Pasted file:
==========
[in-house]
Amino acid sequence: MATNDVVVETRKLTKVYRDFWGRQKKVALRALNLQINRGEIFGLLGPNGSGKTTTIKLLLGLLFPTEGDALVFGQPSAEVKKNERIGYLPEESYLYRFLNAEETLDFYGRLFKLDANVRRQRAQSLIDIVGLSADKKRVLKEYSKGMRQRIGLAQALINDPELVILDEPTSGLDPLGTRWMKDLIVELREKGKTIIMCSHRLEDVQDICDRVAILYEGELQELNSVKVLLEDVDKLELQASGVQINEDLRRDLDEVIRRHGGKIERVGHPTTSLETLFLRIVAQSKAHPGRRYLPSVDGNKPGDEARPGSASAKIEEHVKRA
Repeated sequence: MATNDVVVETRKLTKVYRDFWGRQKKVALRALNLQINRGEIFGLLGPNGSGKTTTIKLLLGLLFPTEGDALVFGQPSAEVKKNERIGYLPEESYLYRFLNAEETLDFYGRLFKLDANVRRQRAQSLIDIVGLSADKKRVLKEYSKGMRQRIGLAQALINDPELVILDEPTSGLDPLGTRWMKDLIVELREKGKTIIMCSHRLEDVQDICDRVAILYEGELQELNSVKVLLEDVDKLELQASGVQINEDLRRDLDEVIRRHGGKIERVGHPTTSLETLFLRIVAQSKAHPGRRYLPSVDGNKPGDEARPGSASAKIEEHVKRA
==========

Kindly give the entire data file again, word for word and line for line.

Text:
[in-house]
Amino acid sequence: MATNDVVVETRKLTKVYRDFWGRQKKVALRALNLQINRGEIFGLLGPNGSGKTTTIKLLLGLLFPTEGDALVFGQPSAEVKKNERIGYLPEESYLYRFLNAEETLDFYGRLFKLDANVRRQRAQSLIDIVGLSADKKRVLKEYSKGMRQRIGLAQALINDPELVILDEPTSGLDPLGTRWMKDLIVELREKGKTIIMCSHRLEDVQDICDRVAILYEGELQELNSVKVLLEDVDKLELQASGVQINEDLRRDLDEVIRRHGGKIERVGHPTTSLETLFLRIVAQSKAHPGRRYLPSVDGNKPGDEARPGSASAKIEEHVKRA
Repeated sequence: MATNDVVVETRKLTKVYRDFWGRQKKVALRALNLQINRGEIFGLLGPNGSGKTTTIKLLLGLLFPTEGDALVFGQPSAEVKKNERIGYLPEESYLYRFLNAEETLDFYGRLFKLDANVRRQRAQSLIDIVGLSADKKRVLKEYSKGMRQRIGLAQALINDPELVILDEPTSGLDPLGTRWMKDLIVELREKGKTIIMCSHRLEDVQDICDRVAILYEGELQELNSVKVLLEDVDKLELQASGVQINEDLRRDLDEVIRRHGGKIERVGHPTTSLETLFLRIVAQSKAHPGRRYLPSVDGNKPGDEARPGSASAKIEEHVKRA